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This week, Senate Minority Leader Mitch McConnell appeared to freeze involuntarily during an event in his home state of Kentucky. It was the second time in just over a month that the 81-year-old Republican had publicly struggled to speak out. He had a concussion in March.
The dramatic incidents filmed draw more attention to the advanced age of elected officials in Washington. At 80, President Biden is the oldest president in history. Donald Trump, the main Republican presidential candidate, is 77 years old. And the current 118th Congress is one of the oldest in a century.
“Societies elect their elders because they are wise, and that makes sense as a way to govern,” said Kevin Munger, a political science professor at Penn State University. “But in fact today is an unprecedented situation.”
Americans are generally living and working longer, but the age and health of lawmakers are more noticeable at a time when young voters, in particular, are increasingly interested in electing people who look like them and share their experience of the world.
The median age in the United States was 38.9 in 2022. In contrast, the median age in the House is currently 57.9 and the Senate is 65.3.
“There’s just no way for people in older generations who lived the first part of their life cycle at a very different time to understand where young people are coming from,” Munger said.
However, the aging of legislators is not a new phenomenon. Senator Strom Thurmond, RS.C., served from 1954 to 2003, leaving office just after his 100th birthday. Senator Robert Byrd, DW.Va., the longest-serving senator in U.S. history, died at age 92 on June 28, 1992. He served just over 51 years .
J. Scott Applewhite/AP
But the lawmakers’ recent health problems raise questions about their ability to perform the duties for which they were elected. In the case of Senator Dianne Feinstein, the 90-year-old California Democrat missed 91 votes this year as she recovered from the shingles virus. His absence also blocked the nomination of a number of judicial candidates.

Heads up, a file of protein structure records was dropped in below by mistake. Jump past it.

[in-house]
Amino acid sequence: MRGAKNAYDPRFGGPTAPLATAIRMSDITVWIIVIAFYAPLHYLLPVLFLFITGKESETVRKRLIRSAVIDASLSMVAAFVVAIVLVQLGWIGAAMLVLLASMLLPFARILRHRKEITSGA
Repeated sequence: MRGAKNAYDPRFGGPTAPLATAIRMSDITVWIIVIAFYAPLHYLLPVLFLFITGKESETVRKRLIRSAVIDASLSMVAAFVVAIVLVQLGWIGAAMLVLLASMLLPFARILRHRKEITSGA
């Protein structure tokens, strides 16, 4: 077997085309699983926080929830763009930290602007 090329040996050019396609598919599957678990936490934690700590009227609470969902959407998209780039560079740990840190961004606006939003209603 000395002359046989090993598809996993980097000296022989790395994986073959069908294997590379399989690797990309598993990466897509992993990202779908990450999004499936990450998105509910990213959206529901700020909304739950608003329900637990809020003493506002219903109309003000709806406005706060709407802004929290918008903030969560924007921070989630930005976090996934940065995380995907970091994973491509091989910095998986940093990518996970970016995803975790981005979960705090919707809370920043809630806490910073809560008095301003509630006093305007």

Alan Lichtman, a historian and professor at the American University in Washington, DC, said the age of the elect can be attributed to polarization. He said incumbent lawmakers rarely lose, in part because parties rarely challenge their own members in primaries. As competitive seats diminish, so does the ability to topple a sitting legislator.
“These longtime members are pretty safe,” he said. “In terms of primary elections, it’s very difficult to defeat an incumbent president.”
Incumbents are so secure that by 2022, 98% have been re-elected.
Incumbents have other significant advantages, such as access to large donor bases, connections in Washington and their home state, and staff and experience.
Jennifer Wolak, a professor at Michigan State University, studied whether voters actually consider age when voting. She and her research partner studied why older people are overrepresented in government. They found that people talk about age concerns in politics; they say they want younger representation in surveys. But in elections, older politicians continue to win.
“At the end of the day, if you vote for someone, you might say ‘I would prefer a younger candidate but if I have two former candidates, I will vote for my party’s candidate,'” Wolak said. “People are much more likely to choose based on candidate promises, party and ideology than age.”
This is true for both parties.
Munger said this moment of public attention to age in politics is really creating an opportunity.
“It’s a good thing that people are living longer and healthier and that’s great,” Munger said. “And that could mean that the institutions of government that were developed at a time when most people died before the age of 60 are simply not suited to the current, better reality that we have created.”